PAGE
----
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Hitman 3's Dubai floors are crying out for ray tracing on PC

On reflection, this is going to be a stunning ray tracing game

When Nvidia announced the latest batch of games getting ray tracing support earlier this month, I was heartbroken to learn that Hitman 3 wasn't among them. I'm still quite early on in my Hitman 3 adventures, but you only need to take one look at its gorgeous opening Dubai level to know that this would make a great ray tracing game. Just look at those polished floors waxed within an inch of their lives! They're crying out for some ray traced reflections, those. And all that glass! It needs to happen.

The good news is that Hitman 3 will be getting ray tracing support at some point in the future. We still don't know when it's going to arrive just yet, but developers IO Interactive did, in fact, confirm last November that they'll be adding ray tracing to the PC version of the game after launch "later in 2021". Naturally, I'm hoping this will be sooner rather than later, but I imagine we'll probably get it at the same time next-gen consoles do, as IO Interactive's CTO Maurizio de Pascale recently told Xbox Wire that, "We’ve already started working on RT technology for the renderer in our Glacier engine, and once that’s deemed ready for prime time, we’ll definitely bring it to the Series X|S hardware."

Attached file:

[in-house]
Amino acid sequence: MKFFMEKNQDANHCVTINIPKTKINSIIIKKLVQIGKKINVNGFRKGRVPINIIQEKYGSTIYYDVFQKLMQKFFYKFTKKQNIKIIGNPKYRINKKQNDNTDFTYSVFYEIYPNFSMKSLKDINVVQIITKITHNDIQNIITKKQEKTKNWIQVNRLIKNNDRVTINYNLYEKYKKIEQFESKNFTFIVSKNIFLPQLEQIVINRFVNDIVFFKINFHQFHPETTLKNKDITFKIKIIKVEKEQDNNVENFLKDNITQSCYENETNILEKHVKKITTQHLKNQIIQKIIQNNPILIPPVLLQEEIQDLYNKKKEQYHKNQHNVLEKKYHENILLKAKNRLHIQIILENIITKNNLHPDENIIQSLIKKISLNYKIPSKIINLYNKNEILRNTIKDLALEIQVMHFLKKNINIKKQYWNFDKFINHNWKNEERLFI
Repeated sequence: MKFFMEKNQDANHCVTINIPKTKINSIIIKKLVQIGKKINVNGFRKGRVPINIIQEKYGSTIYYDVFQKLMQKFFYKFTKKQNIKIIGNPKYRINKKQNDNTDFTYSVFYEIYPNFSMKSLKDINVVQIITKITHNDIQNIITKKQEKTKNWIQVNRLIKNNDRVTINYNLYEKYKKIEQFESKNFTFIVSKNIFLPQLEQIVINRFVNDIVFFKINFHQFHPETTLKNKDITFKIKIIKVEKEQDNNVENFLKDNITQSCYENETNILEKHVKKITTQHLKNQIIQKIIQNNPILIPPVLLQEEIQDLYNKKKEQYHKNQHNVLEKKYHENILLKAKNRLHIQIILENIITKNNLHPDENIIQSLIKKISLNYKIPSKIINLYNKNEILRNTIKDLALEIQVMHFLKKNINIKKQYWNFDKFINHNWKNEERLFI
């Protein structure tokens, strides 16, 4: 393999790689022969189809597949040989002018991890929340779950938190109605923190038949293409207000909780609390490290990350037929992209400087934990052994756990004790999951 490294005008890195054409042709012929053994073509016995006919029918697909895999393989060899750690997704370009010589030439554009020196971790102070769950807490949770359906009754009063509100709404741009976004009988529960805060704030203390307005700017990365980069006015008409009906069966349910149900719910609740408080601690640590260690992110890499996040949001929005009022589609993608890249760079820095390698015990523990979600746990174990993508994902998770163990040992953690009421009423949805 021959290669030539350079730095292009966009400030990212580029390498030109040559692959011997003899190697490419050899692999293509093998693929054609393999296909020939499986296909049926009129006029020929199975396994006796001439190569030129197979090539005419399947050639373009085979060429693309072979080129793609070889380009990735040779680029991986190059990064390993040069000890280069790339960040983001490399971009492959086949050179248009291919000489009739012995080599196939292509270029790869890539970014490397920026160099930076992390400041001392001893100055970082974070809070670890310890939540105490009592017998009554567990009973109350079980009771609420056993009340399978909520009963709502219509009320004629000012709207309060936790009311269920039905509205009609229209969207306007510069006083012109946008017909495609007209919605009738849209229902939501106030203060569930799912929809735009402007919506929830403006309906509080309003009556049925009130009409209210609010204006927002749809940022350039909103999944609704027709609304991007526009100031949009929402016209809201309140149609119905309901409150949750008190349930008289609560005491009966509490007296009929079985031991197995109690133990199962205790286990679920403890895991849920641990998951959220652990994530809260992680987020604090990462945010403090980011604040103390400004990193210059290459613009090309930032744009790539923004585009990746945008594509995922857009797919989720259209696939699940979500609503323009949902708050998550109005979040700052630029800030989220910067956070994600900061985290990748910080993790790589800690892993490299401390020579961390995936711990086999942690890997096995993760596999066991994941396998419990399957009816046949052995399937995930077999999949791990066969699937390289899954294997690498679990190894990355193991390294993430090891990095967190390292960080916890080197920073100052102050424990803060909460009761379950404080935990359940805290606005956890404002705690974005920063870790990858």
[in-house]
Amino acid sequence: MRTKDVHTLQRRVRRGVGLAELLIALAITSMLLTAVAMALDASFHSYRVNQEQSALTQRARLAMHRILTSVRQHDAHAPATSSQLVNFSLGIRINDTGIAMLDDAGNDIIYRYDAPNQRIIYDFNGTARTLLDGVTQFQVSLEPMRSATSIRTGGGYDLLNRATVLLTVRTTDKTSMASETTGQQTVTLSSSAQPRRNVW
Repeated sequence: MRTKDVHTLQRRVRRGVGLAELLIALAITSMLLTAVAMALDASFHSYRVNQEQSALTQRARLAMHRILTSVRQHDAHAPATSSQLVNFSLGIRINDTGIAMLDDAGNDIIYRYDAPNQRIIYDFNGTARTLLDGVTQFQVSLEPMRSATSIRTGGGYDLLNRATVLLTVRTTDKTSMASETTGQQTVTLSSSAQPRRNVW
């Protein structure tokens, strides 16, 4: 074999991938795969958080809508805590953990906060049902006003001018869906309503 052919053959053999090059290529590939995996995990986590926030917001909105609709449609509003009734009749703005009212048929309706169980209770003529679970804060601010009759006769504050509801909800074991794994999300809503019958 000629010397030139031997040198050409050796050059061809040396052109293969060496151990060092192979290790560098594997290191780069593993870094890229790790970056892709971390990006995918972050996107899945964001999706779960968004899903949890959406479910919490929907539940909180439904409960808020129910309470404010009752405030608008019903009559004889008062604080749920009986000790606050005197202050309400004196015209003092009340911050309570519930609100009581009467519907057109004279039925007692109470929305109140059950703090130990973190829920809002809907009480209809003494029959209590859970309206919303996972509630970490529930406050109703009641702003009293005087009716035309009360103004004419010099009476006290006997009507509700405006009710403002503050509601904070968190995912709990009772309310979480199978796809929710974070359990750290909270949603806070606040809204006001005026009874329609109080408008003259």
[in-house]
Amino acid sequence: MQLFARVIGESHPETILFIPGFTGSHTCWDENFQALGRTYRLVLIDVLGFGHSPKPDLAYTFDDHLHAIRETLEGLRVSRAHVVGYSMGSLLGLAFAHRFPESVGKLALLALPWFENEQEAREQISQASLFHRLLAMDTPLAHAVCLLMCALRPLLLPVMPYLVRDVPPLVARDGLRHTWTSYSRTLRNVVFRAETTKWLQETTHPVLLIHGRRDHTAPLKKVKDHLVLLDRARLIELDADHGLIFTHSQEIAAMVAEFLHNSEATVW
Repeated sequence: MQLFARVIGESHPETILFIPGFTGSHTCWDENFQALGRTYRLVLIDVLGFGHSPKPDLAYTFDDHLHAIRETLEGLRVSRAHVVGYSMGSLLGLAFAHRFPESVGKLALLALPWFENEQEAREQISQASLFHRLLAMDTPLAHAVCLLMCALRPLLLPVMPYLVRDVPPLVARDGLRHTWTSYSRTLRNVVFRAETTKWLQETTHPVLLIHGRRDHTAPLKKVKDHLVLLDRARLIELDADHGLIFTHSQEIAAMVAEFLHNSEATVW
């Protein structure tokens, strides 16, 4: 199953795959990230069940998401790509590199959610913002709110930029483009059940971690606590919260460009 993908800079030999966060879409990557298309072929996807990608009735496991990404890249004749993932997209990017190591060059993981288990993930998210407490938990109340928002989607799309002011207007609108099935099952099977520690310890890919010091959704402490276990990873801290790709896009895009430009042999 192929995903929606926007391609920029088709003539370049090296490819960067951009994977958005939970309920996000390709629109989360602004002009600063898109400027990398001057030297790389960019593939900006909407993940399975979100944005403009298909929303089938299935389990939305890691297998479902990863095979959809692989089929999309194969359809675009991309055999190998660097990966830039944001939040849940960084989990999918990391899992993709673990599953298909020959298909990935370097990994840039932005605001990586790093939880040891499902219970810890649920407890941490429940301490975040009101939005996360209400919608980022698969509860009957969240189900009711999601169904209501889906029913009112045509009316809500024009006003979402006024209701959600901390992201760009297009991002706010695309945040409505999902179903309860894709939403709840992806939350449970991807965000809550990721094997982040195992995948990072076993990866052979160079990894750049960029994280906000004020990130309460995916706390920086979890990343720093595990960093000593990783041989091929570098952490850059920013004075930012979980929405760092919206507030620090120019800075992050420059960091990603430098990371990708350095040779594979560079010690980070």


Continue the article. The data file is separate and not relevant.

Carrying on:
Whenever it ends up happening, though, I will absolutely be replaying every single level with it switched on, because holy moly, I can practically taste how good it's going to be already.

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In truth, Hitman 3's reflections are already pretty stunning. As our friends at Digital Foundry explain in their detailed tech analysis video, Hitman's combination of rendered-to-texture and screen space reflections do indeed reflect the environment around Agent 47, even when the reflected objects aren't necessarily in frame. It's actually a very similar effect to what ray tracing would bring to the table when it eventually gets added into the PC version, and you may be thinking, well, why bother with ray tracing at all if its default reflections are already so darn lovely?

After all, you can still see individual character models and its lush scenery reflected pretty accurately in the polished marble floors beneath Agent 47's feet, and you don't need a special, ray tracing capable graphics card in order to do it, either. Sure, your mileage may vary depending on how you configure the game's Mirrors Reflection Quality and SSR (screen space reflections) settings, but fundamentally it's an effect that's open to everyone and not just the select few with an Nvidia RTX or AMD RX 6000 card.

It all paints a gorgeous and handsome picture, to be sure, but there are still a few lingering imperfections that ray tracing could potentially solve when it eventually arrives. For instance, as great as Hitman 3's reflection tech currently is, you can still see shadows and reflections fading in and out of view as you move the camera, which wouldn't happen with ray tracing. Keep an eye on the right most side of the GIF below to see what I mean.